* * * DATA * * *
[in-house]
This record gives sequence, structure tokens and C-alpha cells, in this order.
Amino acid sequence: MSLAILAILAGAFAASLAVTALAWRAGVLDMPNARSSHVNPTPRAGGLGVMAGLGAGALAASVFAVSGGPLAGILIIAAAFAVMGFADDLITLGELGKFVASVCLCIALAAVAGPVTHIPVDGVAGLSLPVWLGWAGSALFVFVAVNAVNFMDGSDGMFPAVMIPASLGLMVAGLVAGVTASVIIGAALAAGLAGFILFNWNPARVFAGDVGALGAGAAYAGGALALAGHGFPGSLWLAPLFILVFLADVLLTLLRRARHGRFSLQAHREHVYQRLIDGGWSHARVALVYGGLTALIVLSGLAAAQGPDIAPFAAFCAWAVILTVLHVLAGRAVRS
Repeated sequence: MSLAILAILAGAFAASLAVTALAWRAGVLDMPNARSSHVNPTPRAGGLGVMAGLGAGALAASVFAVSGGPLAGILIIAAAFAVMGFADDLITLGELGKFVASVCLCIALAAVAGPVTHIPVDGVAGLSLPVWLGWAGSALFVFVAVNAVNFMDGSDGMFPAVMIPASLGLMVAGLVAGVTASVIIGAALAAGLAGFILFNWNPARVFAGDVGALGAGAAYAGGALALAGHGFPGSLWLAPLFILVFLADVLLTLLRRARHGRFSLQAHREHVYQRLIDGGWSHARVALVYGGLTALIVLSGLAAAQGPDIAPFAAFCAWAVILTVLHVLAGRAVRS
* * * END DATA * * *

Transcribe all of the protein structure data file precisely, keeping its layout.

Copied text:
[in-house]
This record gives sequence, structure tokens and C-alpha cells, in this order.
Amino acid sequence: MSLAILAILAGAFAASLAVTALAWRAGVLDMPNARSSHVNPTPRAGGLGVMAGLGAGALAASVFAVSGGPLAGILIIAAAFAVMGFADDLITLGELGKFVASVCLCIALAAVAGPVTHIPVDGVAGLSLPVWLGWAGSALFVFVAVNAVNFMDGSDGMFPAVMIPASLGLMVAGLVAGVTASVIIGAALAAGLAGFILFNWNPARVFAGDVGALGAGAAYAGGALALAGHGFPGSLWLAPLFILVFLADVLLTLLRRARHGRFSLQAHREHVYQRLIDGGWSHARVALVYGGLTALIVLSGLAAAQGPDIAPFAAFCAWAVILTVLHVLAGRAVRS
Repeated sequence: MSLAILAILAGAFAASLAVTALAWRAGVLDMPNARSSHVNPTPRAGGLGVMAGLGAGALAASVFAVSGGPLAGILIIAAAFAVMGFADDLITLGELGKFVASVCLCIALAAVAGPVTHIPVDGVAGLSLPVWLGWAGSALFVFVAVNAVNFMDGSDGMFPAVMIPASLGLMVAGLVAGVTASVIIGAALAAGLAGFILFNWNPARVFAGDVGALGAGAAYAGGALALAGHGFPGSLWLAPLFILVFLADVLLTLLRRARHGRFSLQAHREHVYQRLIDGGWSHARVALVYGGLTALIVLSGLAAAQGPDIAPFAAFCAWAVILTVLHVLAGRAVRS